Traveling allows me to be a spectator of intimate moments between lovers, mothers and children, families, grandparents and grandchildren, friends, strangers who turn into friends, and all that falls in between. It’s undoubtedly a gift to be welcomed into cultures across the globe, exposed to traditions and beliefs much different than my own. Growing up on “Heal the World” by the legendary Michael Jackson, his lyrics still ring true.
The past few days have been flooded with hate and nasty words after Miroslava Duma posted a handwritten note scribbled, “n*ggas in Paris” from Ulyana Sergeenko. Both are well traveled (and one could argue high profile) Russians in the fashion industry. With their social status, wealth and whatever power that wields they assumed they had the authority to use a known racial slur to be “cool.” I won’t spend my time re-litigating this particular incident, or even the use of racial epithets. I don’t condone them.
As one who travels around the world, I generally find that people are good and kind. I won’t paint an entire group of people as racist because two people did something moronic and hateful (not once or twice, three times in Miroslava’s case). I can say that all around the world people are trying to make it a better place. We all have work to do in our communities and respective countries but I hope that we move forward with kindness.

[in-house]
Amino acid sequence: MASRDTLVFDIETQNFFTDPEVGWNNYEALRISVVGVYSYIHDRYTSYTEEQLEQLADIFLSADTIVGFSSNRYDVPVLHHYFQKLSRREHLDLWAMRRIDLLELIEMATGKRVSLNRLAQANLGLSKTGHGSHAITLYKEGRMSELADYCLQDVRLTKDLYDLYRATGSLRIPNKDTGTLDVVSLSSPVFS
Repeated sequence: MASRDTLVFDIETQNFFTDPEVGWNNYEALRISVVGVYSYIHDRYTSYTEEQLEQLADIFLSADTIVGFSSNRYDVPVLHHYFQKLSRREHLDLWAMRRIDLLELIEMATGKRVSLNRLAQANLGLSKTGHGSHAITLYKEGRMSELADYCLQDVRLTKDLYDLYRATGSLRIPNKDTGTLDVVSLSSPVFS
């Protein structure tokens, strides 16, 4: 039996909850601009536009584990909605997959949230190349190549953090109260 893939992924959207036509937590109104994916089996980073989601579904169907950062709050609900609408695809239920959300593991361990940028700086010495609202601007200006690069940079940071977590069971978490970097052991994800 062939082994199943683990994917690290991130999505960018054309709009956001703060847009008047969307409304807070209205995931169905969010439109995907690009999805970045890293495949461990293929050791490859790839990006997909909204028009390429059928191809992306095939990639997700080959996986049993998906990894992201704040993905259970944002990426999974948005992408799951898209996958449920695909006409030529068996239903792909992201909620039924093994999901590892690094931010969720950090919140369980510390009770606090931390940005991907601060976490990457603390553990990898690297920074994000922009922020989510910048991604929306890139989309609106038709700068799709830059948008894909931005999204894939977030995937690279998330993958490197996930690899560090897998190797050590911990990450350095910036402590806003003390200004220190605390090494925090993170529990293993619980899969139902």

This little Asian boy was the focal point of his family and several passersby. He couldn’t be any cuter and his response to the pigeons tickled everyone in Piazza San Marco. Everyone loves adorable children.
Did I know these young ladies? Not at all, we just started bonding over gelato in Athens. It’s the little things in life.
One of the many times I have been surrounded by beautiful people from all over the world, listening to talented musicians. It’s admittedly a bit dark as we were watching the sunset over Paris in Montmartre but this was right after attacks. It didn’t stop complete strangers from coming together.
I wish I would’ve snapped a photo of this sweet soul in Marrakech. I hope to get back and spend more time with him. Sometimes it’s not the crowds of people but the one on one conversations that touch my heart. I rarely stop and photograph those people.
One could say, “boys will be boys” but this is a clear reminder, we are not born hating one another. It’s something we are taught. As I sat eating lunch (with French strangers who became friends), we watched these young men playing with local boys in St. Lucia. They all were having the best time and the background music to our peaceful lunch, was their laughter and smiles as the waves crashed against the shore.